I luxuriated in the thought that we had the forest to ourselves. We saw no one until late afternoon when we reached Halduparao rest house. The 122-year-old bungalow was set in a large clearing overlooking the Palain . Flocks of yellow-footed green pigeons gobbled figs from the large banyan tree in the midst of the lush green lawn. A lone Indian roller sat tamely within reach on the gatepost as we walked back and forth from the kitchen to the rest house. A pair of young jackals lurked around behind the building. Later, we discovered their den below the slope, under a large tree.
We drove downstream looking for elephants. A tiger monitoring team had set up camera traps along the path, and we triggered them all. I imagined a frustrated researcher sifting through numerous images of our comings and goings, but there was little we could do to avoid them.
At the river bed, instead of elephants, we found a Van Gujjar tribesman rounding up a large herd of water buffaloes before heading back to his dera for the night.
At dawn, great Indian hornbills called loudly to each other, “honk...honk.” Red jungle roosters crowed, sounding like domestic chickens in a village yard. A sambhar bellowed from the other bank of Palain, and we hurried over. We followed the saucer-sized footprints of a tiger, all our senses alert. The sandy stretch came to an end, and the hard ground revealed nothing. The cat could be anywhere. Ritish turned off the vehicle, and we strained to hear warning calls from deer or birds. But the predator had slunk off, undetected.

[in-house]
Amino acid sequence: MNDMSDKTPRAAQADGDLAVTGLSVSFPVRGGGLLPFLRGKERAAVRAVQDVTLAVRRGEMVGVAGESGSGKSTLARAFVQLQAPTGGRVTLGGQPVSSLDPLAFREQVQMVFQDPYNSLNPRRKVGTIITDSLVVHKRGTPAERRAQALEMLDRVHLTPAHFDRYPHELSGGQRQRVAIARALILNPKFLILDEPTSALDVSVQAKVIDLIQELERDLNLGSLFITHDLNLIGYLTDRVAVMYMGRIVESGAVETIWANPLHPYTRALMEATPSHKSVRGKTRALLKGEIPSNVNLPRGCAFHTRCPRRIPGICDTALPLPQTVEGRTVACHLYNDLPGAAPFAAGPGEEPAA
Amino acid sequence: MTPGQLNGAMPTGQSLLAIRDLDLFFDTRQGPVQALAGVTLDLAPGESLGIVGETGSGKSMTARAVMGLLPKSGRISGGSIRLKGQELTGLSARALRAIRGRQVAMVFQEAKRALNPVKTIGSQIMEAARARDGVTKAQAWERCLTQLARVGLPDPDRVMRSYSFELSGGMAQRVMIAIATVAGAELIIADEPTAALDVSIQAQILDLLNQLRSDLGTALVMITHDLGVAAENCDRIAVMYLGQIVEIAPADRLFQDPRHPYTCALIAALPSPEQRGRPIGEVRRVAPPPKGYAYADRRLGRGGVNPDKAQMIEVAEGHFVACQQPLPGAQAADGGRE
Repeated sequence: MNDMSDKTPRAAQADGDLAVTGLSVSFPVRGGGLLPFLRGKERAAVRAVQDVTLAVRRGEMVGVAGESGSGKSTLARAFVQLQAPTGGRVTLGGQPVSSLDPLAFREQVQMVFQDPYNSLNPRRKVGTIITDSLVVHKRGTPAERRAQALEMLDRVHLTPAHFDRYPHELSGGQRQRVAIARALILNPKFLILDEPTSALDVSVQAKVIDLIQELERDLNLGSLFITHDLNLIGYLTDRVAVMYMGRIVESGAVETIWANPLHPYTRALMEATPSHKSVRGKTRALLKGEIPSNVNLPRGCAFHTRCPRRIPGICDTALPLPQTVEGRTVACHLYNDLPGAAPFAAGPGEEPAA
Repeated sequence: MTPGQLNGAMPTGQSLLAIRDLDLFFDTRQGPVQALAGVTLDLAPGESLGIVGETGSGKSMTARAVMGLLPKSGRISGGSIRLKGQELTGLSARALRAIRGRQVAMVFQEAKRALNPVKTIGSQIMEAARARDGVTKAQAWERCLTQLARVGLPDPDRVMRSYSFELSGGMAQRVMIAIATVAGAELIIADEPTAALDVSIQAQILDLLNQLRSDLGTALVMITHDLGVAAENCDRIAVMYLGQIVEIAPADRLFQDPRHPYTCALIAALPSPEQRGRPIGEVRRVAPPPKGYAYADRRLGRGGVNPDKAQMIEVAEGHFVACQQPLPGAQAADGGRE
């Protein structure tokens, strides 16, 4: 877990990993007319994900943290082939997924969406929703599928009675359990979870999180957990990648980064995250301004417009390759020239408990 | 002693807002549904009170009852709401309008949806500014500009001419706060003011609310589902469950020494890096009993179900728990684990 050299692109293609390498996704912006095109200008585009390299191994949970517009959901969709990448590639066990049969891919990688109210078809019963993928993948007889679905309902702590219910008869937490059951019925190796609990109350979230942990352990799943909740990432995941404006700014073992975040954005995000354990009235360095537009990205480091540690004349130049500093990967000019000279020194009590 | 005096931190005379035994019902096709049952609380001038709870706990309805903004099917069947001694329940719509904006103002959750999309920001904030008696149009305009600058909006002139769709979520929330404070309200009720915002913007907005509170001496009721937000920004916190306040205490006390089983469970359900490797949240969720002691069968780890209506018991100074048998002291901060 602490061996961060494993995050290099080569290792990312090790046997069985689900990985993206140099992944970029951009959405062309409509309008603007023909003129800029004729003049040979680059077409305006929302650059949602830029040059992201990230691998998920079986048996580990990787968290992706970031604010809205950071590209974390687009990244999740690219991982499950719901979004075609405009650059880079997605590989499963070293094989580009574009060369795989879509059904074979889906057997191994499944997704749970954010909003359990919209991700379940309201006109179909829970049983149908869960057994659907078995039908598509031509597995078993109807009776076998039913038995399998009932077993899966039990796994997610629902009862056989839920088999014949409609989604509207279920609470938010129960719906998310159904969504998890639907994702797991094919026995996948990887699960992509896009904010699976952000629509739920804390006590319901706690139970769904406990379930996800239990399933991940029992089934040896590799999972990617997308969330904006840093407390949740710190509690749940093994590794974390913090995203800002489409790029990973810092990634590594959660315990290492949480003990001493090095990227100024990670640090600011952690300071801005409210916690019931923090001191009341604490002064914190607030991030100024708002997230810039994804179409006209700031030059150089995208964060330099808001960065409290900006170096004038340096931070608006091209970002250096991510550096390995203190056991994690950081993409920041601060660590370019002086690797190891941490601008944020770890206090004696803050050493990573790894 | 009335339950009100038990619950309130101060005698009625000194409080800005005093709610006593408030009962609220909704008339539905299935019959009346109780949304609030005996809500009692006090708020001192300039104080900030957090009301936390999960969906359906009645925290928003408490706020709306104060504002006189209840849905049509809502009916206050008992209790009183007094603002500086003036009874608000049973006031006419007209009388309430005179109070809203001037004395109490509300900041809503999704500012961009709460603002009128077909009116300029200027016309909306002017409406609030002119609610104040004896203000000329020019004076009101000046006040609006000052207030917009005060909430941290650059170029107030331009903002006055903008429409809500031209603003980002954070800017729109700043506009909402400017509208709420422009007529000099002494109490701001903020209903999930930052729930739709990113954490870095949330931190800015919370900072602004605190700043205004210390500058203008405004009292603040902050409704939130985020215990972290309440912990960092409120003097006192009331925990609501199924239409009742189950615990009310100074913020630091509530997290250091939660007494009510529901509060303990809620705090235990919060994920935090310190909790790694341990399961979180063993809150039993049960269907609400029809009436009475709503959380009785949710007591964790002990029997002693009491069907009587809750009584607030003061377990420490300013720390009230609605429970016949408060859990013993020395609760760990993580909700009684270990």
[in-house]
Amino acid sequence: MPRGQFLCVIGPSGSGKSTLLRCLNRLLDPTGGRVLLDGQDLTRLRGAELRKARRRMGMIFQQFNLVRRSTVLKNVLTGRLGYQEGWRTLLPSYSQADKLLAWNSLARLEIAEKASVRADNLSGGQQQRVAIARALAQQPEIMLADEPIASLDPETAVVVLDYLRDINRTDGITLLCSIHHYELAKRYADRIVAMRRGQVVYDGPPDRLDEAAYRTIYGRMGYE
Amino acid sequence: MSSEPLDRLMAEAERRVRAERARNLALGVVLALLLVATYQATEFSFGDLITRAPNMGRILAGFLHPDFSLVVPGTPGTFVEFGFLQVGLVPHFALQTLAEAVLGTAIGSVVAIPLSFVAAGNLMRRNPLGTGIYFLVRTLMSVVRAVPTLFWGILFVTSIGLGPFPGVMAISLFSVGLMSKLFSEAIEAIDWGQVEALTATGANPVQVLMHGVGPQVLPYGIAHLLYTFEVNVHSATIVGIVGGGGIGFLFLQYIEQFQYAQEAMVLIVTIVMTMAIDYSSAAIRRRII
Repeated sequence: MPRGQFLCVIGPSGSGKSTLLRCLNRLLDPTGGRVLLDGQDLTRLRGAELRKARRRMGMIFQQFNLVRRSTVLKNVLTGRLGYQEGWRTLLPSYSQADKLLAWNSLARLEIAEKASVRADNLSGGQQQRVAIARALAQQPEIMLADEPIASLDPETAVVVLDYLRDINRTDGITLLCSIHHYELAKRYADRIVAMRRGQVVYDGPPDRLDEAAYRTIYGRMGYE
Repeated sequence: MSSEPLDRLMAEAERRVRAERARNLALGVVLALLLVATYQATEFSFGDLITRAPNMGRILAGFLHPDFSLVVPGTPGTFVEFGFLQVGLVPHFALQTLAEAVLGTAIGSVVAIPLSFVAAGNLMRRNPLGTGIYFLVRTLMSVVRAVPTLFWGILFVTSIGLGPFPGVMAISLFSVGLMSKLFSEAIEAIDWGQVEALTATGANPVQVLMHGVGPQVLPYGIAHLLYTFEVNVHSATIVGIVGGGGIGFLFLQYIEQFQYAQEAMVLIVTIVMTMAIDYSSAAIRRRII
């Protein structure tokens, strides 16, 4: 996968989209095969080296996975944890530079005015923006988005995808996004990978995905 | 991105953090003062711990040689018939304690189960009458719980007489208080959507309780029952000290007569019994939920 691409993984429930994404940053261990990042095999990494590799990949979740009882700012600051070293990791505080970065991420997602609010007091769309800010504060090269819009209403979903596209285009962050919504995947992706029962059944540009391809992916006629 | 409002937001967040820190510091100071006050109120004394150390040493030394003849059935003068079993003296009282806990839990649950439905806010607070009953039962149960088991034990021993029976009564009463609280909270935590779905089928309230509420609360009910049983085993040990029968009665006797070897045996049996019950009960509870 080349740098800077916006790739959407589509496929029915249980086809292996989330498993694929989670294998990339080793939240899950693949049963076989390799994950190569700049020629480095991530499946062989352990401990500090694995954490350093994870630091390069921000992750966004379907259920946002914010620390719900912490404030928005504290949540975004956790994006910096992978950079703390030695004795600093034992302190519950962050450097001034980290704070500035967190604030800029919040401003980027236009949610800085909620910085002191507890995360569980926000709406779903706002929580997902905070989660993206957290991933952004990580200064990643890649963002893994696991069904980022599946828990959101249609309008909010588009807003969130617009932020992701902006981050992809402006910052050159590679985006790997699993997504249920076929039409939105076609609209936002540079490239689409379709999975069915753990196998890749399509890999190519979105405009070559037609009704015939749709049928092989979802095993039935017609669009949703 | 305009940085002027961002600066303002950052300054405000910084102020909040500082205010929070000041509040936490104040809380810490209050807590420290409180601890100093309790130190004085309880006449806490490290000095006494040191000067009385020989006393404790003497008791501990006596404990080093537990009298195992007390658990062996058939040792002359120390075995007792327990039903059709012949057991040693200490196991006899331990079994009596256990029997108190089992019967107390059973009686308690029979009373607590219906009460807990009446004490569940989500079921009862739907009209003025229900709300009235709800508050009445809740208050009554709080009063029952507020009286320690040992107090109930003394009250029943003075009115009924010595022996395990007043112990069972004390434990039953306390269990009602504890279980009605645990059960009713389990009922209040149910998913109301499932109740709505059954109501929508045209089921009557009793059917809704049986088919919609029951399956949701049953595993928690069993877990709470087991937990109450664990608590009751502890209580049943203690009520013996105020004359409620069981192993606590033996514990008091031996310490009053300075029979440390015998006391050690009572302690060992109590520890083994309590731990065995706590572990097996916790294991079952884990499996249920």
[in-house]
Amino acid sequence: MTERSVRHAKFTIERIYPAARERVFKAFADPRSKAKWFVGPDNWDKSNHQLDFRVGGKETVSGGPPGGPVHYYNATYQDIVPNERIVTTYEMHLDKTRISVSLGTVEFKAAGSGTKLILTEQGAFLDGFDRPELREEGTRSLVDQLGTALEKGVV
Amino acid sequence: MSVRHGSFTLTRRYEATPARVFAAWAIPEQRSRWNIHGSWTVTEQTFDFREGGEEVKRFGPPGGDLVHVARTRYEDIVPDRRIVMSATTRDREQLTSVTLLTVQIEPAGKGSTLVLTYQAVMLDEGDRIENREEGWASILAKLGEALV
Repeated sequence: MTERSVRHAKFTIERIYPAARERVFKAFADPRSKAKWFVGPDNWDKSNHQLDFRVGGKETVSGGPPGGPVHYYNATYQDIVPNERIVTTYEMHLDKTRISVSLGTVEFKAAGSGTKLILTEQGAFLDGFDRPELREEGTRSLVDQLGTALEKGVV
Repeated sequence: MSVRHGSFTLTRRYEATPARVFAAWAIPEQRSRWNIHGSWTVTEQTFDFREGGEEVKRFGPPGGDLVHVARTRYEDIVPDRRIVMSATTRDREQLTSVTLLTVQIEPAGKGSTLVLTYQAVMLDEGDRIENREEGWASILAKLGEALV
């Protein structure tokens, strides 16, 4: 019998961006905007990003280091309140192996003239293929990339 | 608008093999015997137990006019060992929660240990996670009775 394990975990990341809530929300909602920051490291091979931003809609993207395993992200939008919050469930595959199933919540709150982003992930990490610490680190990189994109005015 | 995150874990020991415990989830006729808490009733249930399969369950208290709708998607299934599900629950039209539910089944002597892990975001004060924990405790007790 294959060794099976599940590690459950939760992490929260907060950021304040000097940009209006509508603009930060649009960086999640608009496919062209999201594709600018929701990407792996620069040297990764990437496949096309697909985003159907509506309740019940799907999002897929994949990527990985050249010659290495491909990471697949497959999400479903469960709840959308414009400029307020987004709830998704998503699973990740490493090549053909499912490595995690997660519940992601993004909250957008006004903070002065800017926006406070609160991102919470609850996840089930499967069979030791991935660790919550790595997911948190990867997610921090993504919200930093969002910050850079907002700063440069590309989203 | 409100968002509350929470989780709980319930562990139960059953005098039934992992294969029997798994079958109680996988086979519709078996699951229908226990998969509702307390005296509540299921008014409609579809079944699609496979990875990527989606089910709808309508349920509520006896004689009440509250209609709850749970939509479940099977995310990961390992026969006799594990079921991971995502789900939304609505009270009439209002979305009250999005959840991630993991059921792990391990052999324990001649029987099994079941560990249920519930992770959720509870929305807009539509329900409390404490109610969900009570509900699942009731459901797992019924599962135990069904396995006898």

Halfway down a hill slope, we spotted a pair of great Indian hornbills gorging on figs. Soon, an oriental pied hornbill joined them. I had rarely had the opportunity of seeing these enormous birds at eye level.
But where were the elephants? I knew Ritish hadn’t been exaggerating. In the bungalow’s visitors’ book, others had recorded seeing herds of these giants in the same month in previous years.
Later that day, we spotted a tusker in the riverbed of Mandal. He ambled slowly, occasionally raising his trunk and sniffing the air. After watching him for a while, we continued on our way to the 105-year-old Lohachaur rest house.